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Thirty years ago, the French philosopher and literary theorist Jean-François Lyotard published a prescient “report on knowledge” called The Postmodern Condition . Originally commissioned by the Conseil des Universités of the government of Quebec, the report was an investigation of “the status of knowledge” in “computerized societies” (3). Lyotard's working hypothesis was that the nature of knowledge—how we know, what we know, how knowledge is communicated, what knowledge is communicated, and, finally, who “we” as knowers are—had changed in light of the new technological, social, and economic transformations that have ushered in the post-industrial age, what he calls, in short, postmodernism. Much more than just a periodizing term, postmodernism, for Lyotard, bespeaks a new cultural-economic reality as well as a condition in which “grand narratives” or “meta-narratives” no longer hold sway: the progress of science, the liberation of humanity, the spread of Enlightenment and rationality, and so forth are meta-narratives that have lost their cogency. This itself is not an original observation; after all, Nietzsche, Benjamin, Adorno, Horkheimer, Foucault, and others have variously shown where the fully enlightened world ends up. What sets Lyotard apart is his focus on how knowledge has been transformed into many “small” (and even competing and contradictory) narratives and how scientific knowledge in particular has become transformed into “bits of information” with the rise of cybernetics, informatics, information storage and databanks, and telematics, rendering knowledge something to be produced in order to be sold, managed, controlled, and even fought over (3-5). In these computerized societies (remember this is 1979: the web didn't exist and the first desktop computers were just being introduced), the risk, he claims, is the dystopian prospect of a global monopoly of information maintained and secured by private companies or nation-states (4-5). Needless to say, Google was founded about twenty years later, although ostensibly with a somewhat different mission: to make the world's information universally accessible and useful.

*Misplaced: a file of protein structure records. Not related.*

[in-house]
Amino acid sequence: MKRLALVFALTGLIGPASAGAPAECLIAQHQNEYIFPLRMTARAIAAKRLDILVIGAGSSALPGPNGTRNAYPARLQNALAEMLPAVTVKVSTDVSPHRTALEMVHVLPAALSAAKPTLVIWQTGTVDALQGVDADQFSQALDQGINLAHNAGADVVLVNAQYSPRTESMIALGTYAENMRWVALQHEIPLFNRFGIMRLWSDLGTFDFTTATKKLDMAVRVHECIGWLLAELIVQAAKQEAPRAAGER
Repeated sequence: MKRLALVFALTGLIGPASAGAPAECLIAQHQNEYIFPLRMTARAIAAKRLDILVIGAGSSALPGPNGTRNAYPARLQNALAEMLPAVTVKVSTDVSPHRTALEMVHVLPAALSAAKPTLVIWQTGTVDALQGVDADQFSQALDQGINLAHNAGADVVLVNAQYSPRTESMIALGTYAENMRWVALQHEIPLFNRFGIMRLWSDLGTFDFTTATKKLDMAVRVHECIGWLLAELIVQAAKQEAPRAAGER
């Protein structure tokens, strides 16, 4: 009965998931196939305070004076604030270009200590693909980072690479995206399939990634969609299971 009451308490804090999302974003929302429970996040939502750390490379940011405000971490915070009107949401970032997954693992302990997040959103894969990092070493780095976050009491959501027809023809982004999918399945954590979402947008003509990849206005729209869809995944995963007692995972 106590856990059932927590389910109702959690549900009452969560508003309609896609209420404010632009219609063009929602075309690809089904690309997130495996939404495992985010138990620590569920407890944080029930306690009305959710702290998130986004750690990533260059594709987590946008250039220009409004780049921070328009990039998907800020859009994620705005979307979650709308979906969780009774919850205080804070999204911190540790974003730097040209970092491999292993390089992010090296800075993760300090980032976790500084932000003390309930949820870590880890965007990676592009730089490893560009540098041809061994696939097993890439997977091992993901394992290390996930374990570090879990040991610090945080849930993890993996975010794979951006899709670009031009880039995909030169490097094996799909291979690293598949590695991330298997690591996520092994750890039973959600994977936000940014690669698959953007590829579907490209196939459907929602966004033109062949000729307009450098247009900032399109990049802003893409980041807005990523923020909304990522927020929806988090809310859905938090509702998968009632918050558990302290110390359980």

Lyotard articulated one of the most significant contemporary struggles—namely, the proprietary control of information technologies, access and operating systems, search and retrieval technologies, and, of course, content, on the one hand, and the “open source” and “creative commons” movement on the other. Beyond that, he drew attention to several other changes that have affected what he considered to be the state of knowledge in postmodernism: first, the dissolution of the social bond and the disaggregation of the individual or the self (15); second, the interrogation of the university as the traditional legitimator of knowledge; and third, the idea that knowledge in this new era can only be legitimated by “little narratives” based on what he calls “paralogy” (a term that refers to paradox, tension, instability and the capacity to produce “new moves” in ever-shifting “language games”). While I will not evaluate Lyotard's argument extensively here, I do think it's worth underscoring these points because, perhaps surprisingly, they apply just as much to 2009 as they did to 1979. After all, the social bond today is fundamentally realized through interactions with distributed and equally abstracted networks such as email, IM, text messaging, and Facebook that are accessed through computers, mobile phones, and other devices connected to “the grid.” It has become impossible to truly “de-link” from these social networks and networking technologies, as the self exists “in a fabric of relations that is now more complex and mobile than ever before . . . located at 'nodal points' of specific communication circuits. . . . Or better [Lyotard says] one is always located at a post through which various kinds of messages pass” (15).